An impressive grid, Awinger, and an enjoyable puzzle.

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Listener No 4537, Rollerball: A Setter’s Blog by The Ace of Hearts

Posted by Listen With Others on 3 February 2019

I got the idea for this crossword while looking up four-wheeled carriages for a previous Listener crossword (The Evolution of East Perry) and discovered a wonderful definition for a wagon was “A movable piece of furniture with shelves”. So I (or rather Qxw) created a circular grid with 35 (seven letter) radials. I chose 7 letters radials as I thought it would give me better selection of words to choose from while also including the letters latent gimmick. The idea was to fill the perimeter ring with types of wagon to form a defensive ring, cryptically indicating a definition of CORRAL with the latent letters giving the other 35 letter (an enclosure to drive hunted animals into) definition. The grid fill didn’t take half as long as I thought it would as the Qxw programme is quite powerful (and I am becoming more familiar with it) and it only needed a bit of jockeying around with perimeter wagons to make it all fit.

And so to the clues. I put a lot of time into these and left them, then re-checked them a couple of times for errors, accuracy and fairness until everything was to my satisfaction. However, from previous experience I knew that this would not be enough, but this time I had enlisted the help of a checker (Shirley Curran AKA Chalicea) and was about to send it to her when I suddenly realised that grid (with 7-letter radials) was probably too large to fit the space allowed by the The Times for the puzzle. Because of the amount of time I put into it I sent it anyway, more in hope that expectation.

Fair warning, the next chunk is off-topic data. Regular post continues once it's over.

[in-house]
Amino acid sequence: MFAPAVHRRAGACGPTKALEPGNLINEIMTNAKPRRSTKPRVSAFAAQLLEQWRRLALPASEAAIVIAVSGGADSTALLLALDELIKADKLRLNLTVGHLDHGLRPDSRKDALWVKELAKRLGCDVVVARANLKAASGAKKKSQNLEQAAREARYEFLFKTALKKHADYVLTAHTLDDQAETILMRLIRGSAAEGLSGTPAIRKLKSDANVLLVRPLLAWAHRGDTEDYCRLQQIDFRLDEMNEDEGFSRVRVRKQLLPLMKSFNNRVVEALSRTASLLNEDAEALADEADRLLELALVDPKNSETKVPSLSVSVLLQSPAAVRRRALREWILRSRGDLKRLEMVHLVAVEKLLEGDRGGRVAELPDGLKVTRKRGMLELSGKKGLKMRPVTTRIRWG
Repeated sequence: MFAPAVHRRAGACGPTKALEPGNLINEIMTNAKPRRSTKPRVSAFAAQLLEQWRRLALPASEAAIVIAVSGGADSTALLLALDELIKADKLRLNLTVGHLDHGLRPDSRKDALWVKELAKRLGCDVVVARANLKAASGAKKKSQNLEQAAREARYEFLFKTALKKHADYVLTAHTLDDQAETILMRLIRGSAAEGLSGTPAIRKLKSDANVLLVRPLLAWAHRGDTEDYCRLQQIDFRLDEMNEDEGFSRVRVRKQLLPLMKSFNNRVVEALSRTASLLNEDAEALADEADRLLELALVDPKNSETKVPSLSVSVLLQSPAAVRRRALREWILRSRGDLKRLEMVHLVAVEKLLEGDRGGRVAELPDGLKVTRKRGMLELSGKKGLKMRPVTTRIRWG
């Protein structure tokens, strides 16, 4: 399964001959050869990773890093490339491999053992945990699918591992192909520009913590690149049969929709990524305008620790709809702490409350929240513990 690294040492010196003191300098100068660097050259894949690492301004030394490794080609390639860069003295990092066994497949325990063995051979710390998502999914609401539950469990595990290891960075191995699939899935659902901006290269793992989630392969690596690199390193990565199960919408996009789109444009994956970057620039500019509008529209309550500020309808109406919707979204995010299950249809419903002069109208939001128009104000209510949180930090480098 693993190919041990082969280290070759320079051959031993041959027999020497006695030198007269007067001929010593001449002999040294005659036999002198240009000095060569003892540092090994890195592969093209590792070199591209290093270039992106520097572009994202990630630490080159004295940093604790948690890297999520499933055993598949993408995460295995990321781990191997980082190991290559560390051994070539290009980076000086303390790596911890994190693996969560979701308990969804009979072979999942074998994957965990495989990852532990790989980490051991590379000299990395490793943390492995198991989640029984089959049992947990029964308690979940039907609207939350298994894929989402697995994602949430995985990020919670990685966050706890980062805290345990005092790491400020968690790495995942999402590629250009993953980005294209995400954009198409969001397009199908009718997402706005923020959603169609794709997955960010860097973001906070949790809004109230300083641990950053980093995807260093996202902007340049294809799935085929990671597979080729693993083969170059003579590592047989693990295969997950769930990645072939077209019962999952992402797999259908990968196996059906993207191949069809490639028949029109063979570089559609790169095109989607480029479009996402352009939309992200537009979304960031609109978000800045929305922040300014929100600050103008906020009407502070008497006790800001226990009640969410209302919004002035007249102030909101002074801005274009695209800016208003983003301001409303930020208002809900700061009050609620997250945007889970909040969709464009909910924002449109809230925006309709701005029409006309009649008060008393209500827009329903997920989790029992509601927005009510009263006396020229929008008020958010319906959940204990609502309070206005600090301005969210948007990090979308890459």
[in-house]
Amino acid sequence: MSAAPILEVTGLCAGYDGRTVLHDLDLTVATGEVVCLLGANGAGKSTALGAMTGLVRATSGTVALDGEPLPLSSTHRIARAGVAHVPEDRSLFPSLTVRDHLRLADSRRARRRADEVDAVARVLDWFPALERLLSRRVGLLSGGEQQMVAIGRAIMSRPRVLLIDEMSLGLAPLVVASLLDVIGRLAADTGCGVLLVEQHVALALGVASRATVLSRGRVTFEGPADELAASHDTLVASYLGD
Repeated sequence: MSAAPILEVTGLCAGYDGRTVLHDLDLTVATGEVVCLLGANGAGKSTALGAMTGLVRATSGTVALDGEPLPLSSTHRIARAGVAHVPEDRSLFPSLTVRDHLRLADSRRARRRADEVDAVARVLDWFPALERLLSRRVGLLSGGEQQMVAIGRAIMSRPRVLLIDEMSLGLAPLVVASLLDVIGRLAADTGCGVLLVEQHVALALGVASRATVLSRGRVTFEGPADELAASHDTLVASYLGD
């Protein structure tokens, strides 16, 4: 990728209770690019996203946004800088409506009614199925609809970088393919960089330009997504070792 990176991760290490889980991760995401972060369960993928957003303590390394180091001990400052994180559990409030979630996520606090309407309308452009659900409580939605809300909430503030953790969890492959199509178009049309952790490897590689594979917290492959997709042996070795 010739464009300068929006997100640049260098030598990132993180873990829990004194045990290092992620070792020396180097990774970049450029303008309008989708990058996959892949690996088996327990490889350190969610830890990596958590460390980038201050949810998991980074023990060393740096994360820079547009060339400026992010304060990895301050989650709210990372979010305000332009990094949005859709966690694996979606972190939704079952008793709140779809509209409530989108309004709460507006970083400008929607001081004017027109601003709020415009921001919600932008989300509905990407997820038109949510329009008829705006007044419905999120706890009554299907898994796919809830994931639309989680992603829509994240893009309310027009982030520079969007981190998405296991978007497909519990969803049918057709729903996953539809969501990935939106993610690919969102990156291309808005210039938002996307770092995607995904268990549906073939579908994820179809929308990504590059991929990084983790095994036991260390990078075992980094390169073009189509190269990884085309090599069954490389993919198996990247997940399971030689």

Shortly after that I got the report from Shirley (who did a comprehensive review of the puzzle, Thanks Shirley) pointing out some errors that I made in the clueing, but also adding that I should also clue some of the words in the fifth ring to make things fairer for the solver. She did also say that this would use up more valuable space and because of that the puzzle might be rejected by the Listener vetters. I sent it off anyway; again more in hope that expectation.

Some time later I got The Times vetters’ (Roger and Shane) reports and neither of them mentioned that it wouldn’t fit into the paper (though I noticed that the paper’s edition of the puzzle, did not have ANY spare space at all and COMPLETELY filled an A4 sheet when printed), so it must have been a tight fit. The vetters did modify a few clues, but not nearly as many as my previous submissions (thanks again, Shirley) and changed the title from “Old Black Pen” referring to a pen (Corral) for cattle (Black being an old name for a type of cattle) to “Rollerball” also a type of pen but with circular intonation. They also asterisked the letters of CORRAL to make the solution unique as some solvers might justifiably put in LAAGER, RAT-PIT or KEDDAH, eventually getting the puzzle over the line.

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Listener No 4537: Rollerball by The Ace of Hearts

Posted by Dave Hennings on 1 February 2019

This week we had TAoH’s third Listener following on from the fifth wheel last year and the Blarney Stone the year before. Here we had a circular grid, not that it should have been a surprise since the previous two were as well. (Confession is good for the soul — circulars aren’t my favourite.)

However, there was a lot going on, so it looked as though it would be interesting. Indeed it was. Most radials would go inwards, but seven (thanks for the info) would go outwards. Unfortunately, they all needed to lose a letter before entry and these letters would spell out a definition.